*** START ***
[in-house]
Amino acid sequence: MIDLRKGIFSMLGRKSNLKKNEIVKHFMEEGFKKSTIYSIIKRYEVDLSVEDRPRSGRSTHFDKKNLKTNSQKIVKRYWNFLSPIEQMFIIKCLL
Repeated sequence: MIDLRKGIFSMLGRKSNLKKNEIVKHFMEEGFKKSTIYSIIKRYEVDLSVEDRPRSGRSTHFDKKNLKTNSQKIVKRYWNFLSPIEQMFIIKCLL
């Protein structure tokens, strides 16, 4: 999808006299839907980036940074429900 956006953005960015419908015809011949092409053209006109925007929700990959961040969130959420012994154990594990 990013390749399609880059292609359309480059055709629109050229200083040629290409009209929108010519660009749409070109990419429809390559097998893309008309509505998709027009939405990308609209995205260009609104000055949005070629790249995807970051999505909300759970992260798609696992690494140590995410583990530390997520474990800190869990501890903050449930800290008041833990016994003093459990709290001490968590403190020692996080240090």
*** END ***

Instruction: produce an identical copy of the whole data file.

[in-house]
Amino acid sequence: MIDLRKGIFSMLGRKSNLKKNEIVKHFMEEGFKKSTIYSIIKRYEVDLSVEDRPRSGRSTHFDKKNLKTNSQKIVKRYWNFLSPIEQMFIIKCLL
Repeated sequence: MIDLRKGIFSMLGRKSNLKKNEIVKHFMEEGFKKSTIYSIIKRYEVDLSVEDRPRSGRSTHFDKKNLKTNSQKIVKRYWNFLSPIEQMFIIKCLL
């Protein structure tokens, strides 16, 4: 999808006299839907980036940074429900 956006953005960015419908015809011949092409053209006109925007929700990959961040969130959420012994154990594990 990013390749399609880059292609359309480059055709629109050229200083040629290409009209929108010519660009749409070109990419429809390559097998893309008309509505998709027009939405990308609209995205260009609104000055949005070629790249995807970051999505909300759970992260798609696992690494140590995410583990530390997520474990800190869990501890903050449930800290008041833990016994003093459990709290001490968590403190020692996080240090």